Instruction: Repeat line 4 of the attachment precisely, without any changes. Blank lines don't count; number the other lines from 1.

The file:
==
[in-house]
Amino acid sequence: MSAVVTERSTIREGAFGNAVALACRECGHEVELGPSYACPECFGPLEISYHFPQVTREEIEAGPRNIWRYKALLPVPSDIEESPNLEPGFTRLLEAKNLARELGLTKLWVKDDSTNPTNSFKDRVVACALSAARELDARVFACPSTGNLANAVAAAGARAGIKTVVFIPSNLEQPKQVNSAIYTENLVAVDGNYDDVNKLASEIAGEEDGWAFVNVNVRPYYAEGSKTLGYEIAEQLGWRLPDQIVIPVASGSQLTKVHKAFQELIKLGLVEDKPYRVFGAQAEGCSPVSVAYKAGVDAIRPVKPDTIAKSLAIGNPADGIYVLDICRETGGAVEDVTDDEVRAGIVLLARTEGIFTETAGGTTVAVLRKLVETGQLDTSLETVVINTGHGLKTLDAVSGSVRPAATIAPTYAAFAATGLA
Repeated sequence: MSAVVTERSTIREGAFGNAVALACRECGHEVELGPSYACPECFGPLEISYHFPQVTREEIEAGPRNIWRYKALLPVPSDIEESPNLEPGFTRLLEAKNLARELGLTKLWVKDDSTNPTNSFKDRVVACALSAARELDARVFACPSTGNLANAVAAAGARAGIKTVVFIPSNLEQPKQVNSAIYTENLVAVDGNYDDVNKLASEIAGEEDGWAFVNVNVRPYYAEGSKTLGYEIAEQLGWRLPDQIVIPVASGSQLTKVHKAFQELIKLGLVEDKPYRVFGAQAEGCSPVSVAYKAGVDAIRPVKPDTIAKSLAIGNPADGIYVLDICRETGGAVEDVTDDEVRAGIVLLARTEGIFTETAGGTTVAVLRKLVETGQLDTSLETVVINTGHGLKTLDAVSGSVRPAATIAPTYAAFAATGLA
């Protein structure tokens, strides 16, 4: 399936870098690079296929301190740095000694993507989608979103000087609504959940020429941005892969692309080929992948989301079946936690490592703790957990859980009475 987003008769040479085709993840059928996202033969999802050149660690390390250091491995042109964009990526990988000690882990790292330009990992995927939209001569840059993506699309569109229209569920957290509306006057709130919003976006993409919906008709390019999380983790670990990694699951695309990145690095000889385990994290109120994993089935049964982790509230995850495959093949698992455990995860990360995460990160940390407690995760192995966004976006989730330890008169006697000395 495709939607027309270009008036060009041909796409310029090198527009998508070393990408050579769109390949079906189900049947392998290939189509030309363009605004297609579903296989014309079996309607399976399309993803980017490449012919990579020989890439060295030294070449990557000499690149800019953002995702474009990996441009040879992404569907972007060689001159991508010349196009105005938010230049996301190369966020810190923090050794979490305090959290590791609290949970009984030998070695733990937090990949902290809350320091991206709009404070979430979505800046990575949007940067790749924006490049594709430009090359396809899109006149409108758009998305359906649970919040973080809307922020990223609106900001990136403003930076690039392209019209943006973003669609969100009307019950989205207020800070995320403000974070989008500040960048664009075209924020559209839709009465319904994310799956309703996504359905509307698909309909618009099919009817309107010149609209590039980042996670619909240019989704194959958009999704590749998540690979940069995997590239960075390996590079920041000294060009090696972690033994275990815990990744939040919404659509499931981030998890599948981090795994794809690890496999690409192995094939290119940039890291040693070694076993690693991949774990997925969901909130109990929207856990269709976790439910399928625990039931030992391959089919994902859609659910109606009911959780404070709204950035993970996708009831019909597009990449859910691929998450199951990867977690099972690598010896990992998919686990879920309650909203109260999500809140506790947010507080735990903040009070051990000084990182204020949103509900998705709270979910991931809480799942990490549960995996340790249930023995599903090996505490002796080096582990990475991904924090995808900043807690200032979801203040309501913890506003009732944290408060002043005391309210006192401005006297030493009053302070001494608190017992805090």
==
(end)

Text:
């Protein structure tokens, strides 16, 4: 399936870098690079296929301190740095000694993507989608979103000087609504959940020429941005892969692309080929992948989301079946936690490592703790957990859980009475 987003008769040479085709993840059928996202033969999802050149660690390390250091491995042109964009990526990988000690882990790292330009990992995927939209001569840059993506699309569109229209569920957290509306006057709130919003976006993409919906008709390019999380983790670990990694699951695309990145690095000889385990994290109120994993089935049964982790509230995850495959093949698992455990995860990360995460990160940390407690995760192995966004976006989730330890008169006697000395 495709939607027309270009008036060009041909796409310029090198527009998508070393990408050579769109390949079906189900049947392998290939189509030309363009605004297609579903296989014309079996309607399976399309993803980017490449012919990579020989890439060295030294070449990557000499690149800019953002995702474009990996441009040879992404569907972007060689001159991508010349196009105005938010230049996301190369966020810190923090050794979490305090959290590791609290949970009984030998070695733990937090990949902290809350320091991206709009404070979430979505800046990575949007940067790749924006490049594709430009090359396809899109006149409108758009998305359906649970919040973080809307922020990223609106900001990136403003930076690039392209019209943006973003669609969100009307019950989205207020800070995320403000974070989008500040960048664009075209924020559209839709009465319904994310799956309703996504359905509307698909309909618009099919009817309107010149609209590039980042996670619909240019989704194959958009999704590749998540690979940069995997590239960075390996590079920041000294060009090696972690033994275990815990990744939040919404659509499931981030998890599948981090795994794809690890496999690409192995094939290119940039890291040693070694076993690693991949774990997925969901909130109990929207856990269709976790439910399928625990039931030992391959089919994902859609659910109606009911959780404070709204950035993970996708009831019909597009990449859910691929998450199951990867977690099972690598010896990992998919686990879920309650909203109260999500809140506790947010507080735990903040009070051990000084990182204020949103509900998705709270979910991931809480799942990490549960995996340790249930023995599903090996505490002796080096582990990475991904924090995808900043807690200032979801203040309501913890506003009732944290408060002043005391309210006192401005006297030493009053302070001494608190017992805090």